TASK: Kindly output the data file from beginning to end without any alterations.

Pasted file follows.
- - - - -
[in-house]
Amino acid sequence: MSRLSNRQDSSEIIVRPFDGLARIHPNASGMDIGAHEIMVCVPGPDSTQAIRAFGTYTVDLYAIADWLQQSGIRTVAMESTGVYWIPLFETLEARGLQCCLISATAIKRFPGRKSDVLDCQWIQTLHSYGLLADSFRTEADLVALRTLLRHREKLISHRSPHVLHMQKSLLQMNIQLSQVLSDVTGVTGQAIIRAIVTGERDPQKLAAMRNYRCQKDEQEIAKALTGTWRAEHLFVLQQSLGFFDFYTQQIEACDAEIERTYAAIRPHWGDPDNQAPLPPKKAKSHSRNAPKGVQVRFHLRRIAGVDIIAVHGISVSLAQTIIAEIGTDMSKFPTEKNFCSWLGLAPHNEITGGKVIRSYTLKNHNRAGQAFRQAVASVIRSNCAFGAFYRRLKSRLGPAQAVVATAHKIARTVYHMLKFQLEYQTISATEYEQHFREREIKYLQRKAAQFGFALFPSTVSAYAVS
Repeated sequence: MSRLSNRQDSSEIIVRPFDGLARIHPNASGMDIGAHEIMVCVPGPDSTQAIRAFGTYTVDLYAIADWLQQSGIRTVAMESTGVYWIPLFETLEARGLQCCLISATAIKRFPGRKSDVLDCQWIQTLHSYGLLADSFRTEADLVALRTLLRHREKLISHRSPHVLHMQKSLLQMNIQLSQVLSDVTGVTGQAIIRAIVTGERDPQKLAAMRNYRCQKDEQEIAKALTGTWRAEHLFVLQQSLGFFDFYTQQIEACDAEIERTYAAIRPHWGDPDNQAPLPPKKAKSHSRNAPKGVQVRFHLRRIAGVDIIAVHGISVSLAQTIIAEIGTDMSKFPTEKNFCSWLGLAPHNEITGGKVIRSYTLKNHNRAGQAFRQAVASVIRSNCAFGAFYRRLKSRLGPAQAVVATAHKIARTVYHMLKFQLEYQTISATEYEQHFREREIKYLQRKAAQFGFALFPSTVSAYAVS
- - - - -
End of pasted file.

[in-house]
Amino acid sequence: MSRLSNRQDSSEIIVRPFDGLARIHPNASGMDIGAHEIMVCVPGPDSTQAIRAFGTYTVDLYAIADWLQQSGIRTVAMESTGVYWIPLFETLEARGLQCCLISATAIKRFPGRKSDVLDCQWIQTLHSYGLLADSFRTEADLVALRTLLRHREKLISHRSPHVLHMQKSLLQMNIQLSQVLSDVTGVTGQAIIRAIVTGERDPQKLAAMRNYRCQKDEQEIAKALTGTWRAEHLFVLQQSLGFFDFYTQQIEACDAEIERTYAAIRPHWGDPDNQAPLPPKKAKSHSRNAPKGVQVRFHLRRIAGVDIIAVHGISVSLAQTIIAEIGTDMSKFPTEKNFCSWLGLAPHNEITGGKVIRSYTLKNHNRAGQAFRQAVASVIRSNCAFGAFYRRLKSRLGPAQAVVATAHKIARTVYHMLKFQLEYQTISATEYEQHFREREIKYLQRKAAQFGFALFPSTVSAYAVS
Repeated sequence: MSRLSNRQDSSEIIVRPFDGLARIHPNASGMDIGAHEIMVCVPGPDSTQAIRAFGTYTVDLYAIADWLQQSGIRTVAMESTGVYWIPLFETLEARGLQCCLISATAIKRFPGRKSDVLDCQWIQTLHSYGLLADSFRTEADLVALRTLLRHREKLISHRSPHVLHMQKSLLQMNIQLSQVLSDVTGVTGQAIIRAIVTGERDPQKLAAMRNYRCQKDEQEIAKALTGTWRAEHLFVLQQSLGFFDFYTQQIEACDAEIERTYAAIRPHWGDPDNQAPLPPKKAKSHSRNAPKGVQVRFHLRRIAGVDIIAVHGISVSLAQTIIAEIGTDMSKFPTEKNFCSWLGLAPHNEITGGKVIRSYTLKNHNRAGQAFRQAVASVIRSNCAFGAFYRRLKSRLGPAQAVVATAHKIARTVYHMLKFQLEYQTISATEYEQHFREREIKYLQRKAAQFGFALFPSTVSAYAVS